Poll Shows Most Travelers Will Forgo Flying to Avoid Scanner Radiation

Kurt Nimmo
July 6, 2011

On June 28, Paul Joseph Watson reported that the TSA was caught red-handed covering up a surge in cases of TSA workers developing cancer as a result of their close proximity to radiation-firing devices.

After union representatives in Boston discovered a “cancer cluster amongst TSA workers linked with radiation from the body scanners, the TSA sought to downplay the matter and refused to issue employees with dosimeters to measure levels of exposure, Watson wrote.

The effort to downplay the explosion the cancer rate among workers surfaced in documents released to the Electronic Privacy Information Center (EPIC) under a Freedom Of Information Act request.

According to the documents, the National Institute of Standards and Technology warned that airport screeners should avoid standing next to full body scanners in order to keep exposure to harmful radiation “as low as reasonably achievable.

A growing number of TSA workers diagnosed with cancer are expressing concern that the full body scanners are to blame for their illnesses despite claims by the Department of Homeland Security that the devices are safe.

“In addition to regular maintenance, each individual machine that uses X-ray technology is regularly tested to ensure the radiation emitted falls within the national safety standards, the agency insists.

A number of studies demonstrate that the machines pose a cancer risk. In 2010, Dr. David Brenner, head of Columbia University’s center for radiological research, warned that children and people with gene mutations whose bodies are less able to repair damage to their DNA are most at risk. “The population risk has the potential to be significant, said Brenner.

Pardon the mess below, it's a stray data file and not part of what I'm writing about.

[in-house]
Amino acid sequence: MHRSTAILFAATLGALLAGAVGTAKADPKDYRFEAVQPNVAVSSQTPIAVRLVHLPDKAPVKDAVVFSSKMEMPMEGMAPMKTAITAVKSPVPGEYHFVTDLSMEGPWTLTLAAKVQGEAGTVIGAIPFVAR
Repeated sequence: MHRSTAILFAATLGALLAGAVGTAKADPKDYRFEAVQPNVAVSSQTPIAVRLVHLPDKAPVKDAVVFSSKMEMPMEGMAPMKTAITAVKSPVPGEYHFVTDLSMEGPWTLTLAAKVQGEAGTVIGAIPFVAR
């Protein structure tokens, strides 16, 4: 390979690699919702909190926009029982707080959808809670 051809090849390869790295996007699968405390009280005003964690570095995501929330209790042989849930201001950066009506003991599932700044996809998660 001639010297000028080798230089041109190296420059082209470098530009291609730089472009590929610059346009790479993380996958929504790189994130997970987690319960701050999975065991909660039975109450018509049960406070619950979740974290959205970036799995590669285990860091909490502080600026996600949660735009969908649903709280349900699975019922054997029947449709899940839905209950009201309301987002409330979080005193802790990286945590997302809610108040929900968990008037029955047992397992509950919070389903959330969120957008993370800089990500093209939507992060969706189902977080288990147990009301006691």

University of California biochemist David Agard said the cancer risk from naked body scanners has been dangerously underestimated and could lead to an increased risk of skin cancer, particularly in children. “Ionizing radiation such as the X-rays used in these scanners have the potential to induce chromosome damage, and that can lead to cancer, Agard explained.

Others disagree. “We get exposed to radiation and ionizing radiation from lots of different sources, Rebecca Smith-Bindman, MD, professor of radiology and biomedical imaging at the University of California“San Francisco wrote in a report published by the Archives of Internal Medicine.

Infowars.com readers, however, are not taking any chances. Instead of allowing the government to expose them to deadly radiation, they have decided not to travel by air.

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